New Giant On The Block

Metro buys A&P Canada.

It's often said that when you go grocery shopping, what you buy — and how much you spend — depend on how hungry you are. The same could be said for Quebec-based grocer Metro Inc. ( TSX:MRU.SV.A), which announced Tuesday a $1.78-billion deal to buy A&P Canada, the second-largest food retailer in Ontario. A deal for A&P Canada's 236 stores has been expected since May, when management at the U.S. parent company ( NYSE:GAP) announced they were looking for strategic alternatives for their Canadian assets. When it closes as expected in August, the acquisition will increase Metro's network of stores to 579, and push annual sales from $6.1 billion to about $10.5 billion.

While even Metro president and CEO Pierre Lessard admitted in a conference call to analysts that “the price may seem a little high,” he also acknowledged buying A&P was a deal that Metro had to make happen. “We looked at it as a very valuable asset,” said 63-year-old Lessard. “It was a unique opportunity we could not let go. We had to grow our scale.” And with rival grocer Sobeys Inc. ( TSX:SBY), the country's second largest after Loblaw Cos. Ltd. ( TSX:L), considered by many retail analysts to be the most likely and most logical candidate from a synergies point of view to acquire A&P Canada, Metro knew it had to make a compelling offer now, or forever lose the chance to push outside Quebec, where it now gets about 90% of its revenue. (Metro already has a small operation in Ontario, under the Loeb banner, mainly in the Ottawa region.)

The acquisition, expected to close in August, gives the grocer a 24% market share in Canada's largest province. Metro expects synergies of $60 million, achievable over a 24-month period, primarily from procurement, store operations and distribution. A&P Canada operates the A&P, Dominion, Food Basics, The Barn and Ultra Food & Drug Banners, while Metro operates Metro, Metro Plus, Super C and Brunet stores in Quebec and the Loeb banner in Ontario.

Under the deal, A&P Canada's parent, Montvale, N.J.-based The Great Atlantic & Pacific Tea Co., will get $1.2 billion in cash and $500 million in Metro shares, giving it a 16% stake in the Quebec grocer; Metro will also assume $83 million in A&P Canada debt. The deal is valued at about 10.7 times A&P's earnings before interest, taxes, depreciation and amortization, adjusted to include a two-year agreement, worth $20 million annually, for Great Atlantic to provide IT services to Metro. Including the synergies Metro expects to realize, the deal is worth 7.9 times A&P Canada's EBITDA.

The opportunity for Great Atlantic to still keep a hand in the Canadian grocery market through an equity stake, while selling an asset in order to raise cash to improve its troubled core operations in the U.S., likely gave Metro a leg up on competing bids. “This is really the best outcome for A&P,” Great Atlantic CEO Christian Haub said on the analyst conference call. “It fullfills our short-term needs but also provides the most long-term value.”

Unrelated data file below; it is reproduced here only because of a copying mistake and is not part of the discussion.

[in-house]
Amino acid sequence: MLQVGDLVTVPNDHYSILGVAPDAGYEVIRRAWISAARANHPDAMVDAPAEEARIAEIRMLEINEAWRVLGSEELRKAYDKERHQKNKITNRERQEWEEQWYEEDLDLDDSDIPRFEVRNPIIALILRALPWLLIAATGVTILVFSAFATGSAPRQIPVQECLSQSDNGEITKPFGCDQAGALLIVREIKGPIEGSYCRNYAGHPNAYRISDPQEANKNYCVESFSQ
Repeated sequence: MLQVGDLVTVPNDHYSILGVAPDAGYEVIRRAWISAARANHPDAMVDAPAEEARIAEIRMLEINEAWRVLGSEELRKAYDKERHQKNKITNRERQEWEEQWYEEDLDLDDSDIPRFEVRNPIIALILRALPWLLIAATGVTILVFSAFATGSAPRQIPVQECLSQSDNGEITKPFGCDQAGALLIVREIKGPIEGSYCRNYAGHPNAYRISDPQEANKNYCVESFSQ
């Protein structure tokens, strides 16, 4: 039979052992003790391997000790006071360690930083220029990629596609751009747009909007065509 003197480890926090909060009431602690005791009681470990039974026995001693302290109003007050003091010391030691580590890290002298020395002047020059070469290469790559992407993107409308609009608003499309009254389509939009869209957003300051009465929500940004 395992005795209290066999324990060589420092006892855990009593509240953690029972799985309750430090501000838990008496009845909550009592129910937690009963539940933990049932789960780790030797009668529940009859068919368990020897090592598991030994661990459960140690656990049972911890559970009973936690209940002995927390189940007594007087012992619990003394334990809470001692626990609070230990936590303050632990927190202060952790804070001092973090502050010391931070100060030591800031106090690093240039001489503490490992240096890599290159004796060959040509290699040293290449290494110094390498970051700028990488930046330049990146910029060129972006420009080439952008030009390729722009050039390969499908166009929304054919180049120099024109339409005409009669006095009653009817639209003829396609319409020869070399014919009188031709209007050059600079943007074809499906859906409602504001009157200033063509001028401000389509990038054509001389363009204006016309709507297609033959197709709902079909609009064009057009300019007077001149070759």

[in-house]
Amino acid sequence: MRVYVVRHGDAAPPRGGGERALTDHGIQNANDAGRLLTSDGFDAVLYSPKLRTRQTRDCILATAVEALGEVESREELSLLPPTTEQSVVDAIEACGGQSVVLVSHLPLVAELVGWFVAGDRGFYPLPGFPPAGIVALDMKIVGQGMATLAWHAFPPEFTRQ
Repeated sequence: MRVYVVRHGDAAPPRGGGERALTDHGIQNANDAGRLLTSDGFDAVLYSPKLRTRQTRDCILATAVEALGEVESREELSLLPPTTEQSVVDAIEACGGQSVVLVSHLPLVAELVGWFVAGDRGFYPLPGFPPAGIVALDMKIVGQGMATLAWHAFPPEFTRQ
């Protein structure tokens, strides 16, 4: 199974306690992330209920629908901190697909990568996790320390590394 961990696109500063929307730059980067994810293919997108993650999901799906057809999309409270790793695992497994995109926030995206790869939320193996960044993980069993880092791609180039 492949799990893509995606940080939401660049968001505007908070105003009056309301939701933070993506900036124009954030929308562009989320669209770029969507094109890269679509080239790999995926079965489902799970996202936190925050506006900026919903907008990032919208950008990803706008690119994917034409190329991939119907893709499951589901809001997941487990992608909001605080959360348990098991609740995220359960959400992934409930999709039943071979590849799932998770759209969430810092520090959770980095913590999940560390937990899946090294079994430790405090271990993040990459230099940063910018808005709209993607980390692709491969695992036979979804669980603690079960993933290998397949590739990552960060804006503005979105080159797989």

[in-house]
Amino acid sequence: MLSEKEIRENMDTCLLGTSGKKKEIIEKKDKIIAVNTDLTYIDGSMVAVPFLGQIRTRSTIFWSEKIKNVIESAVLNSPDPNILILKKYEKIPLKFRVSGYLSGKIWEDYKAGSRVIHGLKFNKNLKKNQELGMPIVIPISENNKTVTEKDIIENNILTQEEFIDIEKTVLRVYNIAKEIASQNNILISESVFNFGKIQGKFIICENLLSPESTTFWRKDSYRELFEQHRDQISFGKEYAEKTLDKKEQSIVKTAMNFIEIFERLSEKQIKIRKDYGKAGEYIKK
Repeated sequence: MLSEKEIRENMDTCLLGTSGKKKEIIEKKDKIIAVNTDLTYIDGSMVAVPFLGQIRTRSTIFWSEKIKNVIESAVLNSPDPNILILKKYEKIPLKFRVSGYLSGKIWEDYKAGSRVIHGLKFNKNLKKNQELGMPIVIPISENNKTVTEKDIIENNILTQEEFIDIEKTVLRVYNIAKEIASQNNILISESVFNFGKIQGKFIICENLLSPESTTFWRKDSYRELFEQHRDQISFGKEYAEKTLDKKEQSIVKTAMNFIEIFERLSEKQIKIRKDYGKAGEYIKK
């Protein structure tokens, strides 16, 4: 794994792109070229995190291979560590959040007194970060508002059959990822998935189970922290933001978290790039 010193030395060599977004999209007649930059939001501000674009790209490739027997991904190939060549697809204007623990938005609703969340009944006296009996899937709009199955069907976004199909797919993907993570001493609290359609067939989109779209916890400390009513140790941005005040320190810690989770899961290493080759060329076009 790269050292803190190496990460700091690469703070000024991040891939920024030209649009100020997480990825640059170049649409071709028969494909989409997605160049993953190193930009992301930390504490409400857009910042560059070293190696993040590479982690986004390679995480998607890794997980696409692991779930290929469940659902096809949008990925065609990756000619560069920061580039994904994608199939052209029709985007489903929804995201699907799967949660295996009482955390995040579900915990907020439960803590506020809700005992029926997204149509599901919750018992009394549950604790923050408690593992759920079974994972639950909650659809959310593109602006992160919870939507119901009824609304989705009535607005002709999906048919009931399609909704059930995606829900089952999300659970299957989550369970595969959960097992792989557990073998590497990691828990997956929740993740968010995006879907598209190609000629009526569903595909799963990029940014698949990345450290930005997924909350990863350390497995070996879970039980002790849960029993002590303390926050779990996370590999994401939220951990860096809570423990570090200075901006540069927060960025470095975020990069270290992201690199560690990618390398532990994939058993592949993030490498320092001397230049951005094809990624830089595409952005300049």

Metro shares soared on the acquisition news, rising by $3.75 to $31.25 on the TSX by the end of trading Tuesday. But shares of Sobeys, based in Stellarton, N.S., were punished by investors as the company failed to execute a deal that would have given it a bigger presence in the important Toronto-area market, boosted its Ontario market share and offered synergies in areas such as distribution with its current operations. Said CIBC World Markets analyst Perry Caicco in a research report: “Althought the price was higher than we had projected, Sobeys has let a tremendous strategic asset, with plenty of synergies, pass.” He downgraded Sobeys shares to “sector underperformer,” with a target price of $38, from “sector overperformer” and a target of $50. Sobeys shares dropped Tuesday by $3.03 to $38.10.

Merrill Lynch analyst Patricia Baker said in a note “the news is not good for Sobeys,” adding that the A&P assets were “a jewel in Ontario, with many downtown Toronto locations we believe were coveted by Sobeys.” The missed opportunity, she added, means that “instead of a strong #2 position, Sobeys will now remain the third player in the key Ontario marktplace.” Nationally, she says, Sobeys remains the second-largest grocer, “though barely now, and still a distant second to Loblaw Cos Ltd.”

Sobeys shares had risen since May on speculation that it would do whatever it took to acquire A&P Canada. But in the end, Metro turned out to be the more hungry shopper.